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Utilities urged to plan for charging requirements from coming boom in electric cars

Utility Dive has looked at the operational challenges that the expected rise in electric vehicles will pose to power utilities, following a new report by the Rocky Mountain Institute which suggests that 2.9 million electric vehicles could be on US roads within five years. Such a prevalence would consume around 11,000 GWh annually, a demand that the authors of the RMI report say utilities must plan for, and quickly, comparing it to the rise in demand from air conditioning. Apart from planning for sufficient generation capacity, utilities may have to design rates to encourage charging at specific times of day, seeing as though most charging is carried out either at home (after returning from work) or at work (after arriving). Alternatively, or in combination, more peaking plants may be required. The largest barrier to the uptake of electric vehicles, according to the report, is the paucity of charging infrastructure, something in which utilities may play a leading role in providing.

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Southeast Asia expected to more than double installed power generation capacity by 2040

Installed power generation in Southeast Asia is expected to increase from around 240 GW today to more than 565 GW by 2040, according to a new report from the International Energy Agency. The enormous increase is due to consist of 40% coal-fired capacity and a little under 30% of renewables capacity, the rest presumably being mostly gas. Rising incomes in the region will result in more demand from devices such as air conditioners, and the rising population will also add to demand. One coal plant which may contribute to the total is a new 1,000 MW plant near Luzon in the Philippines to be built by a South Korean firm, at a purported price of US$2 billion (€1.7 billion).

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Scotland bans fracking indefinitely

Scotland has extended its moratorium on fracking indefinitely, its energy minister has announced, citing the fact that 99% of the 60,500 responses to a public consultation on the issue was against allowing the practice. In coming to the decision, the Scottish Government was also mindful of a report by consultancy KPMG which estimated that allowing fracking would increase gross domestic product by 0.1% per year, meaning there was no large economic incentive for the government to try to establish an industry. The decision is bad news for petrochemical company Ineos, which had invested £50m (€56 million/US$66 million) in gaining fracking licences in Scotland.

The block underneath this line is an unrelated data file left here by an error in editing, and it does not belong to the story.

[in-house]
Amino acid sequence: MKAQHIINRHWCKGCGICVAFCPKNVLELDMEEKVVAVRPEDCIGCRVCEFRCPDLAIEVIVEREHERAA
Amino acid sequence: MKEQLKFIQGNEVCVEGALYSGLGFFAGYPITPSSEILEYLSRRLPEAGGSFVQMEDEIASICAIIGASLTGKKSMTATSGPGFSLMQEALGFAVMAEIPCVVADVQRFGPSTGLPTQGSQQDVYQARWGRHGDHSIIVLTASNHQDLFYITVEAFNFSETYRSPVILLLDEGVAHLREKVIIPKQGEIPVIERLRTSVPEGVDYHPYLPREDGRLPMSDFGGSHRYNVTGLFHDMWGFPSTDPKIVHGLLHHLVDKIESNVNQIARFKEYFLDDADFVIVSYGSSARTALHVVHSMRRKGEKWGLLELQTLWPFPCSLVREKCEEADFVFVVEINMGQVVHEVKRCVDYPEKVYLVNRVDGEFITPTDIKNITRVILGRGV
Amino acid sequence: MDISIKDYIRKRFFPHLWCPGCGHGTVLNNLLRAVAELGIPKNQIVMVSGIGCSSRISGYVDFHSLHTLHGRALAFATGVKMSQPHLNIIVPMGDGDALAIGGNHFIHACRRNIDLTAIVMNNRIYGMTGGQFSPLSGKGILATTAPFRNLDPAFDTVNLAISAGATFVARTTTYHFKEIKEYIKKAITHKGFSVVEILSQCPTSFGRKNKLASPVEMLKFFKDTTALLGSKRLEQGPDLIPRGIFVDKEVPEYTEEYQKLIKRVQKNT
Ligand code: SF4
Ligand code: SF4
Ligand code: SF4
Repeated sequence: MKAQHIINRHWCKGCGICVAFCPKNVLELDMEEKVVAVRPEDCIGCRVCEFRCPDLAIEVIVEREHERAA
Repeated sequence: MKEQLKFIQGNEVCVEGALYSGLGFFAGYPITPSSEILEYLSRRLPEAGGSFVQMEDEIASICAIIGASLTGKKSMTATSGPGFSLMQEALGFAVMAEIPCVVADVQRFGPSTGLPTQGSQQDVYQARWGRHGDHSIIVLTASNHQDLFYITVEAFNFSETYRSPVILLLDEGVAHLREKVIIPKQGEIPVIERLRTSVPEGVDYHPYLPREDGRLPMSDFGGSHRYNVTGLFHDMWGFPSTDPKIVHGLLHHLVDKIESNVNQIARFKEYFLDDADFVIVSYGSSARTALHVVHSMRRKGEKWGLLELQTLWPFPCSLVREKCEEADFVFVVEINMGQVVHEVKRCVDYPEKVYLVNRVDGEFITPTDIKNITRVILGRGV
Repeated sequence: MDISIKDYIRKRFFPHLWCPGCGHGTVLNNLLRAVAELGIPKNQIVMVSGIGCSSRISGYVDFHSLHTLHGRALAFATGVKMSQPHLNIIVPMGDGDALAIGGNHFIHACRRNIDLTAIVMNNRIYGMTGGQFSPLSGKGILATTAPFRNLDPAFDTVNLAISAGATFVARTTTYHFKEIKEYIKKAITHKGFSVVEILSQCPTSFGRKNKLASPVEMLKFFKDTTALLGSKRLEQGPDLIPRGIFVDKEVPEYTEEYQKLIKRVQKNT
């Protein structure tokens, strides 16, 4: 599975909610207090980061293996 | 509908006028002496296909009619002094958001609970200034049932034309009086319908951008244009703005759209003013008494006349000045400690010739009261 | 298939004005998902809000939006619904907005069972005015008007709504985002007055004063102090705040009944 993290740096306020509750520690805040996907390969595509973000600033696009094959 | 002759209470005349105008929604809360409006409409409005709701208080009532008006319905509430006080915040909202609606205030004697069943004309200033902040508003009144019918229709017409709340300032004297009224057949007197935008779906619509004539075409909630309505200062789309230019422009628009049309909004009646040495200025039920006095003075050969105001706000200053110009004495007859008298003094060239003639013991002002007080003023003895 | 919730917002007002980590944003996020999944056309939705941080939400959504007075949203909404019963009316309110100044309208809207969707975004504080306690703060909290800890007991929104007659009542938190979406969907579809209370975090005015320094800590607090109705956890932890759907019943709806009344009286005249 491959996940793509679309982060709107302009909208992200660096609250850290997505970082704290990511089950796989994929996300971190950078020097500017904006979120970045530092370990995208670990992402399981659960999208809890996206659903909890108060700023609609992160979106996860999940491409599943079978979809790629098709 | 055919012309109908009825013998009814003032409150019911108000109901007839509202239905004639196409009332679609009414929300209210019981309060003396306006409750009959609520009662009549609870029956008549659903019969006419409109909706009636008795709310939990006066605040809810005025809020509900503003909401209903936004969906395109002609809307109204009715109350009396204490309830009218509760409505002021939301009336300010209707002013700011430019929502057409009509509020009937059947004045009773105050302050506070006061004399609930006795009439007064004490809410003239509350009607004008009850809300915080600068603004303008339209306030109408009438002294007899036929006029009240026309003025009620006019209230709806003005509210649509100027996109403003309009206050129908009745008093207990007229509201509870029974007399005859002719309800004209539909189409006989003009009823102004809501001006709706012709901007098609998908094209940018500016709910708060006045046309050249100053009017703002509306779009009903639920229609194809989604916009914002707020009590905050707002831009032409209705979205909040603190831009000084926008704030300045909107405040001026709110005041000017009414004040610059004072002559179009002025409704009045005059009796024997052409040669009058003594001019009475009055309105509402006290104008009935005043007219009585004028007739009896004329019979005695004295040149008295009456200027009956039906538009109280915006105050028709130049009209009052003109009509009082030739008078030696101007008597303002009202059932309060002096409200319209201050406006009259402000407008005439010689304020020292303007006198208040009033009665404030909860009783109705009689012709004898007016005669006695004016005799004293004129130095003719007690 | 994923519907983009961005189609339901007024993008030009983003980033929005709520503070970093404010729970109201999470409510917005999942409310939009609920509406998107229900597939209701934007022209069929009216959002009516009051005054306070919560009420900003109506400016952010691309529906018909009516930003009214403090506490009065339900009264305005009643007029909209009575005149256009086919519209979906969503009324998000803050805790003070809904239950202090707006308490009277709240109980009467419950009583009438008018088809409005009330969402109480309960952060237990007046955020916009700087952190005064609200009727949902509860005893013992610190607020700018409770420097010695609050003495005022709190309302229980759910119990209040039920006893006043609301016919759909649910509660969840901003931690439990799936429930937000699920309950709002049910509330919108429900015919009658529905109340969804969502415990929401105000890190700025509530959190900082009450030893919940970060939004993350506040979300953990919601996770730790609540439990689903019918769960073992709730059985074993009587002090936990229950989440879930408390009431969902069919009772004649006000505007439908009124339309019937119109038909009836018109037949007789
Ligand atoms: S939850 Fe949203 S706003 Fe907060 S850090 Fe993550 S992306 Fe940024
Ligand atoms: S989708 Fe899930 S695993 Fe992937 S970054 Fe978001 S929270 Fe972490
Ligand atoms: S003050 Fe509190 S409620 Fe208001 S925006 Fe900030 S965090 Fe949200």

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New paper looks at decarbonisation pathways for steel and cement industries

The New Climate Institute has published an interesting overview of pathways to decarbonise the steel- and cement-making industries. For the steelmaking industry, the global carbon emissions for which more than doubled between 1990 and 2015, emissions could fall through more use of electric arc furnaces, the decarbonisation of electricity production, other technological improvements, and the introduction of carbon capture and storage. Electric arc furnaces, which use around one third of the energy of blast furnace-basic oxygen furnaces, are currently generally used for making ‘secondary’ steel from other scrap steel; as it is expected that three times as much scrap steel will be available by 2050 compared to today, much greater use of electric arc furnaces in the future will substantially reduce overall carbon emissions. This is part of a move towards ‘circularity’ in the steel industry, circularity being the ‘reduce, reuse, replace, recycle’ value chain which better conserves resources than the more common ‘take, make, waste’ chain. Other potential technologies to decarbonise primary steel production are an electrolysis reduction process route, and direct reduction of iron ore using renewables-based hydrogen (as previously covered in the combustion industry news). Without the use of CCS, total yearly EU steelmaking emissions are expected to reduce by ~10-45% by 2050 (as current production is relatively efficient), while total yearly Chinese steelmaking emissions are expected to reduce by ~65-85%.